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Product Management Tools – Are They Worth The Hype?

January 4, 2018

9 minute read

It’s a new year, a time for reflection and self-improvement, at home and at work. How can I do my job better? You ask yourself. Then comes the internal monologuing and googling, “great product management tools”, but are they worth the hype?

Searching for product management tools
Everything starts with a google these days…

“We don’t need a tool,” you think. We don’t need them and don’t use them, it’s a waste of budget and they are overly complex!

In many regards this is true. You don’t need a tool. You’re right, you don’t. Not really… But that is like saying teams don’t need a CRM for sales or a help desk for support. In the strictest sense, you don’t need a tool to do anything, but it sure does help.

Tools are optional until they are mandatory

You don’t need a product management tool to do your job, but there are several benefits to introducing a tool that are worth considering. Even if you are happy with your set up as it is, the right tool can streamline your product management workflow and even shape the company’s culture.

Tools are but an augmentation of the human condition.

Using a tool is about being more effective and efficient about the goals we are trying to reach. It is about opening new possibilities that are hard if not impossible to do without tools. Rome wasn’t built in a day, and it most certainly was built with precise engineering and the most modern technology for its time.

“But we’ve never used a tool before and that’s the way we’ve always done it! It worked for us!” That sentiment is a great way to be left in the dust. Just because something has worked before doesn’t mean it can’t be done better – and to be better, you need a tool.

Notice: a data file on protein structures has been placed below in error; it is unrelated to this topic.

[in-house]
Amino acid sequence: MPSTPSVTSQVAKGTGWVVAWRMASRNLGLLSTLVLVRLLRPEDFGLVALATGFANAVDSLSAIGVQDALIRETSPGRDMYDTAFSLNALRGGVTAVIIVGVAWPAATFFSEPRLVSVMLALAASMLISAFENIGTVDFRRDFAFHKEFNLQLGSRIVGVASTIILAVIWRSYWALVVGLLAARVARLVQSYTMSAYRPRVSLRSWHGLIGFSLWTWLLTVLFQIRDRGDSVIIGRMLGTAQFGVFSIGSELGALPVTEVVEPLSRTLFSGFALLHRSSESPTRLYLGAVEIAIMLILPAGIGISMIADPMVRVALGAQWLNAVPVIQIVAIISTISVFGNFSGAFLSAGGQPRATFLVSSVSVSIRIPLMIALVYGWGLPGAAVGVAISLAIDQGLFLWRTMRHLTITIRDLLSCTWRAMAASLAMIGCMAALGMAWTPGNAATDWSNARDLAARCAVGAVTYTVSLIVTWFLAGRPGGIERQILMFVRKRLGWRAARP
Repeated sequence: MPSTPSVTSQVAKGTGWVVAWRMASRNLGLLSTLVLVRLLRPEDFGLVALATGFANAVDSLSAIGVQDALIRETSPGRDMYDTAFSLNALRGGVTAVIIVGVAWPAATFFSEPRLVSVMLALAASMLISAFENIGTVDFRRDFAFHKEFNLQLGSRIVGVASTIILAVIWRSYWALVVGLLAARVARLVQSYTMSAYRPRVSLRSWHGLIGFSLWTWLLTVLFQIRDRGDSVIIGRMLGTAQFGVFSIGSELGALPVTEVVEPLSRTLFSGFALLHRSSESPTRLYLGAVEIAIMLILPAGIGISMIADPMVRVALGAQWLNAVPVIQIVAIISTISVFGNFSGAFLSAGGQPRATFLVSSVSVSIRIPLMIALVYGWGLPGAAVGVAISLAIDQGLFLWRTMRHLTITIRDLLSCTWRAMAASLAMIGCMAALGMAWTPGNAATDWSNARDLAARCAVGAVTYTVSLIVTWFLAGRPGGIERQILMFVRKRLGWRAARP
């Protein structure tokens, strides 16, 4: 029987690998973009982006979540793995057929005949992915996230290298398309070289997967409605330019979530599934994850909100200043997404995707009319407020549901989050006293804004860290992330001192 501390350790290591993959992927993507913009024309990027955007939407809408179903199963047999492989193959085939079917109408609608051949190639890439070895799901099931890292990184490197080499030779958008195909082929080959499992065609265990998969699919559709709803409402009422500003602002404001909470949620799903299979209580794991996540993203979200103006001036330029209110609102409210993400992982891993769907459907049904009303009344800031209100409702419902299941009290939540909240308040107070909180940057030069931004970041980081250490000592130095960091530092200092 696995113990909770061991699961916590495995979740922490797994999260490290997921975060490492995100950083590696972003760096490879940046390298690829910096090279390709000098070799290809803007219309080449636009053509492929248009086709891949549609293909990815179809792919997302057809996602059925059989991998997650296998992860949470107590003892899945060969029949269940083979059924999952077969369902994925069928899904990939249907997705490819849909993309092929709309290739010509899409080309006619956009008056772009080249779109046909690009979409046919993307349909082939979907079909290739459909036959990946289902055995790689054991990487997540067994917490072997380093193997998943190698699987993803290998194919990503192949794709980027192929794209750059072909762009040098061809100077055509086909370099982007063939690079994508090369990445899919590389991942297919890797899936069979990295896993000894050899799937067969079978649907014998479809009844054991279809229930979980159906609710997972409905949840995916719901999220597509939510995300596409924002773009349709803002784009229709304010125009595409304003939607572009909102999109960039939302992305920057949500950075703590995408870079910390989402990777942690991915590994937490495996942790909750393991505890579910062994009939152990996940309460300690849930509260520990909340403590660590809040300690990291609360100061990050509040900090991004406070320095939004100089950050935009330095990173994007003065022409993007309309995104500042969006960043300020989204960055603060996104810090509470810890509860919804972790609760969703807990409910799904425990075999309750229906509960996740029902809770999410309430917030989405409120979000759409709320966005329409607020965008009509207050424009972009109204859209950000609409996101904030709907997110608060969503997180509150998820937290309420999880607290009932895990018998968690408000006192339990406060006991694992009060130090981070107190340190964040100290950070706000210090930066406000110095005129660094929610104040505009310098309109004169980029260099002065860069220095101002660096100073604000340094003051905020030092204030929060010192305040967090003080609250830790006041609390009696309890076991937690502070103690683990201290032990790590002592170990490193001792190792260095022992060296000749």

How to think about product management tools the right way

The decision to get a new tool should stretch far beyond the walls of the product team – after all, your product IS your business.

You’re deciding what and how you’ll communicate with the rest of your company and how they communicate with you. You’re deciding what kind of product habits you’ll instil across your company and the rhythm at which your business moves.

Your product management setup is really a decision around what kind of product culture you want to bring to your business.

“Having a product culture is about having the product, the very thing that you’re building, at the heart of the business, a core aspect that’s granted the attention it needs. This means that everyone in the company is an advocate for what you’re building and how you’re building it.

The most successful product-centric companies include a team that considers a solid product to be the top priority, and in my experience, the quality of work done by a team who’s collectively bought in and invested in the product vastly outperforms one who doesn’t.”

Janna Bastow, Co-Founder and CEO, ProdPad

“But we’ve got Excel, post-it notes and whiteboards!” Indeed. We all do. All of which are fine and useful but that is not the same as having a dedicated tool that improves your skill set.

So whatever you’re looking at now – whether it’s a homemade setup of spreadsheets and Google or the hottest new tools on the market – be sure you’re accounting for the future of the team you want to work in.

Will what you have today work tomorrow? Will it hold up to the needs of a growing company? Here’s what you should think about to help you make the right call.

Take a look at your existing set

The three most important elements of product management are customer feedback, the product backlog and the product roadmap. If you can consolidate them into a single tool, you should.

The more there’s on your plate to manage, the harder it is for you to map out and understand important relationships in your data.

The constant stream of data flowing into any company needs validation, if you don’t know how to map it to something tangible, you end up drowning in it. If you can understand what pieces of feedback are important to your customers, they become the basis for your ideas. Once you do that it’s not difficult to pivot your roadmap based on validated important ideas. How can you understand what ideas are important to your customers if you can’t connect them? How do you know where to pivot your roadmap if you can’t see what’s important to your customers?

Leaving them in silos not only makes it more difficult for you to drum up new insights, it also makes it difficult for people on your team to flag up important issues.